We have them all the time in a nearby creek. They can happen within a minute or two. Once the water starts rising there may only be a couple minutes to recognize it and get to safety.
Flash floods are often caused by far rain upstream. Here, rains 50 miles away on Pike's Peak and in Colorado Springs usually cause the flash floods.
Maybe someone knows a rescue technique I don't, but once the river starts raging, there isn't a good way to rescue someone as the water has more power than people realize.
Always check the high water bush line when camping near a creek and camp WELL above it. The water in the creek here often rises seven feet, so you want to be at least 10 feet above it and not in a spot that will become an island.
I wish I had some pictures from our last flash flood. The water went about 100 yards into the woods.
Loc: Ozark Mountains in SW Missouri
We had some flash floods here a few days ago. One of my daughters (Lisa's) boyfriend is on the "Swift Water Rescue" team here, but he was out of town when a call came in around 4am from a mother with two children who was caught in one. Lisa had his radio on because we get tornados and she sat up and listened to the dispatcher and rescue crews talk it over. They couldn't get to them, but they all survived without injury.
Just a day later the same women showed up where another of my daughters (Kelly) works to get her cellphone replaced. Those two got to talking about what happened to her. Her story went like so:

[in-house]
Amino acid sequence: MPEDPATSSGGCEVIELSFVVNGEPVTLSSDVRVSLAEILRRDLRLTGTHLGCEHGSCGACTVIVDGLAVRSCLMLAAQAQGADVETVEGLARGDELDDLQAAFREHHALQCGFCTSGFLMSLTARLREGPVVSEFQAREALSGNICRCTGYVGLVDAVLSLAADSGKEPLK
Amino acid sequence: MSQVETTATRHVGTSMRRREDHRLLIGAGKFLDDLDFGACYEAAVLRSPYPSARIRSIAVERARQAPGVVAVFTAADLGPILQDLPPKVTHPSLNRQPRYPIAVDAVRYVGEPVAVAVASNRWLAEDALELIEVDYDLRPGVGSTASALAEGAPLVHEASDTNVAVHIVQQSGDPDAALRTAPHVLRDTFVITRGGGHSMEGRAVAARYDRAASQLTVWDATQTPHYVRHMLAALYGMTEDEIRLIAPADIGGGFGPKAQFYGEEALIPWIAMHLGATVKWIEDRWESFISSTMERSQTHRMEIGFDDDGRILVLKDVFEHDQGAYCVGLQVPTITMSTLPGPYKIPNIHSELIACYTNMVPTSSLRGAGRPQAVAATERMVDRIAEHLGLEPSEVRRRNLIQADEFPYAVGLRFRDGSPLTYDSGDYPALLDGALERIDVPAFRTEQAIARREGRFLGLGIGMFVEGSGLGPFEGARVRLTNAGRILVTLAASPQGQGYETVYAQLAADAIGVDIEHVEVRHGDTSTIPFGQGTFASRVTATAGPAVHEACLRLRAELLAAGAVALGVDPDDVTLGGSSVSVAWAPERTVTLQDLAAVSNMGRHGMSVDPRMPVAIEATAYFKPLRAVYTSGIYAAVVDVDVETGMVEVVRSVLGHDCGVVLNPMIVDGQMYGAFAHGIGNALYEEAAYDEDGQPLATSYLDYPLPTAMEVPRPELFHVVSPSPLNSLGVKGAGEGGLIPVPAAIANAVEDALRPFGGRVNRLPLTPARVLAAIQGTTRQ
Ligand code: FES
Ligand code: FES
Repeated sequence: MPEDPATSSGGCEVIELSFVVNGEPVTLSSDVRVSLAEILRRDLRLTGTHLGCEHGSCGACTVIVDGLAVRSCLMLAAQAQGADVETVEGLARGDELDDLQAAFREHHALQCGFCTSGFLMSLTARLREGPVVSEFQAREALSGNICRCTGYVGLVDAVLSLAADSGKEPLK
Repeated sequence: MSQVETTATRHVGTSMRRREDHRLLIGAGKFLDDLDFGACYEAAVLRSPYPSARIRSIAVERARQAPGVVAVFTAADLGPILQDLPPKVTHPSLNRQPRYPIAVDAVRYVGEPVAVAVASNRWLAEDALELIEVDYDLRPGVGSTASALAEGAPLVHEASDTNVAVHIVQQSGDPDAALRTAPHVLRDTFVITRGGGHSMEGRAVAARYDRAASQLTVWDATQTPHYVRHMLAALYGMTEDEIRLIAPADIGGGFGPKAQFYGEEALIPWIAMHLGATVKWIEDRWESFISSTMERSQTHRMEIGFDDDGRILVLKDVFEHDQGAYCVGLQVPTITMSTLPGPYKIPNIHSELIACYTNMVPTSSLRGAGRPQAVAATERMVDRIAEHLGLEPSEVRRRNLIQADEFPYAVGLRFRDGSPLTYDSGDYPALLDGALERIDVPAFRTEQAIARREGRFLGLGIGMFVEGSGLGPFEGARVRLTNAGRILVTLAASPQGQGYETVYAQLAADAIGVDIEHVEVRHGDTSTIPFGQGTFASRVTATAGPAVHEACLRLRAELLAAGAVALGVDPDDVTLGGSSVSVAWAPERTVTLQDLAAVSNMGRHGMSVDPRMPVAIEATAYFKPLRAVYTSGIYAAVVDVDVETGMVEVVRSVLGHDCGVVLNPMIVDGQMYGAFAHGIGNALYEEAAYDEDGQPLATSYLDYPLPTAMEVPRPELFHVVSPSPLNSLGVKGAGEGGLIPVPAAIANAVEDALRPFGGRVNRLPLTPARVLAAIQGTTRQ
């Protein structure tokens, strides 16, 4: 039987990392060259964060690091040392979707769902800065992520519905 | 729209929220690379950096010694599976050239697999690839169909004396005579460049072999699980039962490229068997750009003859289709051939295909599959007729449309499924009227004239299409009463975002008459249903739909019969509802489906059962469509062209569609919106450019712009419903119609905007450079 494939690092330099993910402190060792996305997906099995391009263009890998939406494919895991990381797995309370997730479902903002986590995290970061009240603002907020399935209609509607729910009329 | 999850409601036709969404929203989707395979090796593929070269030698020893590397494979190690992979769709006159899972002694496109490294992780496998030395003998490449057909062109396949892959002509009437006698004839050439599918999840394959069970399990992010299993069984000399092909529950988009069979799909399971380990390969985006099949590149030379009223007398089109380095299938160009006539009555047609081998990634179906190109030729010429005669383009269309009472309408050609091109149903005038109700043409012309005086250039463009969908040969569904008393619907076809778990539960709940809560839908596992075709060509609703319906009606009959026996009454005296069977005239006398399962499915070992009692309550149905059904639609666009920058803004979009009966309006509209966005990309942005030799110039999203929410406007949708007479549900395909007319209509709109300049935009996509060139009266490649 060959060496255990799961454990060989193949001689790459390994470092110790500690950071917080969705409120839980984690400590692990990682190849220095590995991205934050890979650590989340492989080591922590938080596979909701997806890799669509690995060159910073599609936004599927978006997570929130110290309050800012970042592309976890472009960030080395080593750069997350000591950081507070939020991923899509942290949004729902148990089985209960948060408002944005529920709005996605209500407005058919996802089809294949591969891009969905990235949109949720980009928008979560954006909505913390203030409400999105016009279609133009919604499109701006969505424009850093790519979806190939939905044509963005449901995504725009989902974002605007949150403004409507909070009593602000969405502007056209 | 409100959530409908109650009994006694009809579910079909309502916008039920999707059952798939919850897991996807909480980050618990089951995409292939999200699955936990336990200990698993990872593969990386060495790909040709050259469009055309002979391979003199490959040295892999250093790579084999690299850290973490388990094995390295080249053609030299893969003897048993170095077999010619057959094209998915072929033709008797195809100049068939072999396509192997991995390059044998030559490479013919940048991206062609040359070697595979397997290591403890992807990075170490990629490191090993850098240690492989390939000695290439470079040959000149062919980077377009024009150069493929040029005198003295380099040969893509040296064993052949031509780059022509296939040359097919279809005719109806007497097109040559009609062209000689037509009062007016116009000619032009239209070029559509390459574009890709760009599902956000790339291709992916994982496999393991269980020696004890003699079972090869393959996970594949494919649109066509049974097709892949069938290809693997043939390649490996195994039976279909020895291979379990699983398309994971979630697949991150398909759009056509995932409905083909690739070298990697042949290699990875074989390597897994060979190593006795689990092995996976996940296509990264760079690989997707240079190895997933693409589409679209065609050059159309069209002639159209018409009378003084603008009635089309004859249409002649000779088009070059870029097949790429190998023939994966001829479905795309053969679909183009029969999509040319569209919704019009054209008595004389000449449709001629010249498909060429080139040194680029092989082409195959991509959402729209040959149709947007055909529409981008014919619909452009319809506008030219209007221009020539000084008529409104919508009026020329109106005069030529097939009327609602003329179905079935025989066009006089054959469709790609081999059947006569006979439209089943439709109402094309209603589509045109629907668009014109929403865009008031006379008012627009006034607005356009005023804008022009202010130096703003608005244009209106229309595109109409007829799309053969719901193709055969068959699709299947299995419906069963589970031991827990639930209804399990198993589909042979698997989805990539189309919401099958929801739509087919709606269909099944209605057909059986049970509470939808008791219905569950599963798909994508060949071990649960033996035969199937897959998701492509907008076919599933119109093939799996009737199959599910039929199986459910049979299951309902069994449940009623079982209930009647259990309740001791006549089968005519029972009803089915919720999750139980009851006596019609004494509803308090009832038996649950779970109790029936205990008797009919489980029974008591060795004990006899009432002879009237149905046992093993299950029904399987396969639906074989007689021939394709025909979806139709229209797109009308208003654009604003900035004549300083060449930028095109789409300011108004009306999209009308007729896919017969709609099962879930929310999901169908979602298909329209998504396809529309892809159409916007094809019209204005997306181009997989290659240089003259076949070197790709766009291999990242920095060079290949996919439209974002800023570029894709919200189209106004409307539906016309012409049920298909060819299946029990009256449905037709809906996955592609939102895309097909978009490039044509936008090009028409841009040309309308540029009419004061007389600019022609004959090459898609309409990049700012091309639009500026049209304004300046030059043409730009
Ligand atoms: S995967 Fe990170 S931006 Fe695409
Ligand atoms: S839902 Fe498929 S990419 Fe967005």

She and her husband own some land that has a gravel bar on a creek and they have camped out there many times over the past 5-6 years since they acquired it. She was well aware of the flash flood dangers there and was up checking the weather reports and keeping an eye on the creek and weather she could see. She knew there were storms around but it was not raining much on them and the creek was rising very slowly.
Around 3:00am she decided to pack up their gear and leave. Just as she finished she heard a loud rumbling from upstream. She got her kids (9 and 11 years old) in their SUV and by the time she got it started the water was over the gravel bar she was on and almost up to the windows of the car. She said it was literally a 5 ft wall of water that came down the creek and it pushed their car up against some trees just a few feet from where they'd parked. Within a half hour they were all sitting on the roof of the vehicle. She made her last call to 911 around 4:00 am, about 20 minutes after her first call. Lisa heard the dispatcher tell the rescue team the woman said the water was within an inch of coming over the roof of her car, and the rescue team responded there was no way they could get to her. Lisa shut the radio off after that because she couldn't bear to hear anymore.
The women told Kelly that she told her kids they'd have to swim for it, so they grabbed on to each other's hands and just a moment later they were pushed off the car by the water. The dispatcher told the mom later that she heard a scream (it was her daughter) and some splashing and gurgling, and then nothing.
The mom said they started floating together with the current. She said they were only in for a few minutes at most when they saw a clear shoreline to swim to and they all climbed out. She said that part was not really that scary. I don't know if they had life jackets on, but I suspect they did.
I've seen the creeks and rivers here raging lots of times, but I've never witnessed anything like that woman described. I've heard about it, but never actually saw anything close to that. Scary stuff indeed.
Wow, harrowing story and thankfully, a happy outcome. As a parent I simply can't imagine how I'd manage something similar.
Some moron (sorry, but that applies here) wrote the local dead tree paper after the Philmont accident that the Scouts should have never camped where waters could suddenly flood (that part may be true, I'll await the official inquiry) and that "back in the day" they knew well enough to trench around tentsites and that because of environmentalists we no longer take this necessary safety step.